Kevin Bell: Initial signs promising as Simon Grayson prepares for promotion challenge

Josh Maja impressed in Friday's 3-2 friendly win at Bury. Picture by Frank Reid.
Josh Maja impressed in Friday's 3-2 friendly win at Bury. Picture by Frank Reid.
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Sunderland’s pre-season friendly victory over Bury on Friday evening meant new manager Simon Grayson made a winning start.

Results in pre-season games are not the most reliable barometer of a club’s prospects in the season to come, but winning whilst learning is a nice combination.

So, what did those lucky enough to be at Gigg Lane soaking up the summer drizzle learn?

As many had feared, the new SAFC home kit does nothing for Wahbi Khazri.

The Tunisian’s second-half introduction evoked childhood memories of visits to the Big Top when the circus hit town. Khazri did, however, play skillfully and energetically.

Fans were also shown that a number of players to have come through the club’s youth set-up look capable of contributing in the Championship season ahead.

Chief among these was Josh Maja who scored twice and generally looked composed and likely to create problems for Bury’s defence every time he had the ball.

Unfortunately, Sunderland’s first-half performance also suggests that some of the players from last season’s Premier League capitulation are just as capable of losing games against teams from lower leagues as they were against the best English teams.

It is as well then that Simon Grayson is keen to bring new signings to the club sooner rather than later.

Encouragingly, Grayson appears to know well both the Championship and the market his limited budget obliges him to concentrate.

It makes sense that those in the SAFC boardroom have seemingly dispensed with the notion that they should have a football model to which the manager must mould his thinking.

From Udinese to Director of Football, Sunderland have taken up and subsequently discarded models at a rate that a young Rod Stewart would have considered indecorous.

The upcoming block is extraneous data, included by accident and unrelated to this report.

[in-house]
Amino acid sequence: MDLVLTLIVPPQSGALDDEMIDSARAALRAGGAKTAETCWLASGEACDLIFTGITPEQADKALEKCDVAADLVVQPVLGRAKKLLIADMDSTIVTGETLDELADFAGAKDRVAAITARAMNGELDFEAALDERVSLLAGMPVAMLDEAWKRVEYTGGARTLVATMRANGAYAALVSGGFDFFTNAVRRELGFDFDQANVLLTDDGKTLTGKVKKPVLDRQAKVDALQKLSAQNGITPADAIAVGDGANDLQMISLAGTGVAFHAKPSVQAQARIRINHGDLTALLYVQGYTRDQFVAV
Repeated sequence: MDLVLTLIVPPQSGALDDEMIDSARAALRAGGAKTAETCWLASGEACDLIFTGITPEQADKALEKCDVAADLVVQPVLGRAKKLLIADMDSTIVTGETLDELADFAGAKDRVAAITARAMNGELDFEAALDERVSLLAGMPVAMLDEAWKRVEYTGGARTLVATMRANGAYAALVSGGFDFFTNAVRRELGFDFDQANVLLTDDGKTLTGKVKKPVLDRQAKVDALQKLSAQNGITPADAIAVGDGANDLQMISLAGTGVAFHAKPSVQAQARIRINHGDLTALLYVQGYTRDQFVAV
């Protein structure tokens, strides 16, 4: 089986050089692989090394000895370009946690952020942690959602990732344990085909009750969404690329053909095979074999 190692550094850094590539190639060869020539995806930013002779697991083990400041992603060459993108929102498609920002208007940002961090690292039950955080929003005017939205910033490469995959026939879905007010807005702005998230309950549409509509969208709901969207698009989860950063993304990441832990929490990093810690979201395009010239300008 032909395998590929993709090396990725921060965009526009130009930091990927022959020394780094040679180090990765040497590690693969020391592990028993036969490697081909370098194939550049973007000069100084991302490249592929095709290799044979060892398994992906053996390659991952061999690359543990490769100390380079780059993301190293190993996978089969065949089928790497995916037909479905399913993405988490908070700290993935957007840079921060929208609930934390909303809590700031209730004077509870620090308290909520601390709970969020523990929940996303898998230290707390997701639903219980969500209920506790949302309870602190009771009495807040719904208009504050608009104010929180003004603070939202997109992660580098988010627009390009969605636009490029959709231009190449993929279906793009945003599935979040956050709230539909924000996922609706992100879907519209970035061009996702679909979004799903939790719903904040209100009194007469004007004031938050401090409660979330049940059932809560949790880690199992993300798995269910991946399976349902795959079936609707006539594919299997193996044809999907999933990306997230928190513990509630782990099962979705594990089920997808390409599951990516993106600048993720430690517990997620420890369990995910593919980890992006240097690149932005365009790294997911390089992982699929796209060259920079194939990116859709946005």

In hiring a manager with proven credentials, in Sam Allardyce, and creating a supportive environment to work, Sunderland came as close to getting things right as they did notionally copying whichever club was on a good run.

This approach does at least allow the manager to be properly praised when getting it right, in Sam’s case, and criticised for egregious failure of the type delivered by David Moyes.

Grayson’s obvious delight at being named SAFC manager, self-belief and enthusiasm for the difficult task ahead of him, do him great credit.

If he can ally the spark the youth in his squad exhibited on Friday with the more reliable, experienced players, and add a little quality, then this is a combination Sunderland have had success with in the Championship before.

So farewell then Seb Larsson, a player who guaranteed three points – and all of them directed at the referee.

Sweden’s very own Lord Kitchener has decided to leave Sunderland and continue his career elsewhere.

It’s a pity he has chosen to go as Larsson has been a fine servant to the club.

Time and injuries have taken their toll on him recently, but he has always been a reliable performer in a period when the team generally has been typified by ludicrous unpredictability.

Add Larsson’s ability to play in a number of positions and a lovely habit of scoring aesthetically pleasing goals then, had he decided to stay on Wearside, he would have proved an asset next season.

In their 10-year Premier League stint, Sunderland spent some eye watering amounts of money in transfer fees and wages on players either not good enough to play at that level, not willing to work hard enough to do so and some who thought that occasional flashes of quality sufficed.

Larsson, for whom the club did not have to pay a transfer fee, was not one that any of the above failings applied to and I thank him for it.